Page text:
The Times, They Are a Changing

Love, Open Letters, Wedding

All photos from my own wedding are courtesy of Kate O’Connor at 

Anyone who grows up … in North America, knows the story. You grow up, you fall in love… you get married. I certainly applaud those who challenge the narrative and, yes, there are problems with ‘the institution,’ but one of the things that shows how much progress we have made, as a nation (Canada and others) is the right to choose. Marriage. No, we are not defined by our decision to join our life with someone else, and yes, you can be whole and fulfilled without being paired, or procreating. But for so long, queer relationships were defined by their inability to participate in the beautiful, emotionally fulfilling, symbolic step of sharing the joy of your relationship with those you love and having your community show their support for that union.

Today I saw an article about a dazzling couple, who celebrated in a fusion of Western and Indian traditions:

This beautiful couple has helped to raise the profile for couples everywhere who want to marry the one they love, while celebrating their culture.

And the diversity is plain to see.


A colourful union, between two brides with a female officiant.


Two traditional dresses challenge the ‘who is wearing the tux’ assumption.


Playing with conventions and gender in a classic pose.

Hard landscape, sweet emotion.

Hard landscape, sweet emotion.


Picture perfect little love birds.


Tattoos and lace, faux-hawk and a smitten grin.

One of the most beautiful parts of any wedding are the small details and traditions that couples integrate into their special day, to reflect their relationship, interests and cultures. For queer couples, although many face sadness and hardship around life moments that can bring difference and non-acceptance into harsh contrast, there are (at least) two things to be very thankful for: they have found the person they want to join their life with, and they have a chance to shape new traditions and challenge existing ones that might seem like a given for heterosexual couples.

Here are a few highlights from our special day.


Allia didn’t want us to see the other’s dress. So it was an incredible surprise to see how beautifully our dresses complimented one another; and seeing her for the first time made my jaw hit the floor. She got to decide that I would walk first, accompanied by my father, while her brother escorted her, second, down the aisle to meet me.


It was hard for us not to have her parents involved in the wedding, so we turned the traditional father daughter dance into a ‘first dance’ with someone you love. I danced with my amazing dad, and she danced with her siblings to “Stand By Me.”


We had our friend, Riaz, an unordained ‘un-officiant’ perform our ceremony. Including some humour, our delightful friend married us from atop an apple box, because we are both 5’10 and … my wife met Riaz when they both worked in the film industry.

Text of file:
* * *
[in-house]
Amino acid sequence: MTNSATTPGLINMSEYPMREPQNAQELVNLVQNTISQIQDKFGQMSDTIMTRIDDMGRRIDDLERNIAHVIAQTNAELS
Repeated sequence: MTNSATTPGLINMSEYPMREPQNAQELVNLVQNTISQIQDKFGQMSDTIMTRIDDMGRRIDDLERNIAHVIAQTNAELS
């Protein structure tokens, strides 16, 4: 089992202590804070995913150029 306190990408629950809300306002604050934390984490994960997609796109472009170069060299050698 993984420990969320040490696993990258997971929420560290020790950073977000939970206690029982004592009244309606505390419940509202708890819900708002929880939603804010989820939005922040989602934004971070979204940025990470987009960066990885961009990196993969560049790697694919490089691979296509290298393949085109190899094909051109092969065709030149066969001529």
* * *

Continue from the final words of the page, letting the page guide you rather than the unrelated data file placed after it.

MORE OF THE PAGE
The music was varied and personalized, with French and “Midnight in Paris” inspired music during the pre-ceremony, Bossa-Nova and Bossa-Marley (a throwback to our time in Spain) during cocktails. We both insisted that our dresses be comfortable enough to dance in, and we had a roaring dance party to celebrate, with tunes from Oldies (which we love to cook to), to indie-electro and some Bob Marley (of course, for her Jamaican heritage).


We opted for a converted historic church building, with the sunlight streaming in.


There was a surprise during dinner: amidst the childhood photos and slideshow – a video of our proposal. An onstage karaoke request for her hand in marriage. We had wine cork wreaths and all of our bridesmaids carried handmade paper bouquets by a local artisan.


We decided to forgo the awkwardly posed shots and, instead, to go SUPER posed, for a Vanity Fair/Netflix inspired editorial look. All of our bridal party members got to choose their own attire, from a palette of colours for a vintage, soft look, with a cohesive, romantic tone. We wore two of my grandma’s vintage furs, and all of the bridesmaids were able to re-wear their dresses. Given that there was no ‘groom,’ we had no ‘groomsmen,’ but each of us had our brother step in as our ‘best man.’ 


There is a special place in our hearts for our gay boy friends; our ‘g-ushers’ helped to usher in the guests (except for my brother-in-law), and wore handmade bow ties made by one of my former students.

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What is more fun than some rubber masks? As a late-night surprise, to go with the arrival of the poutine bar, panda, giraffe, unicorn, owl and horse masks turned up on the dance floor. It was the weirdest, most magical dance party, as well as tying in some of the animal themed elements from the day and creating some great candid shots.


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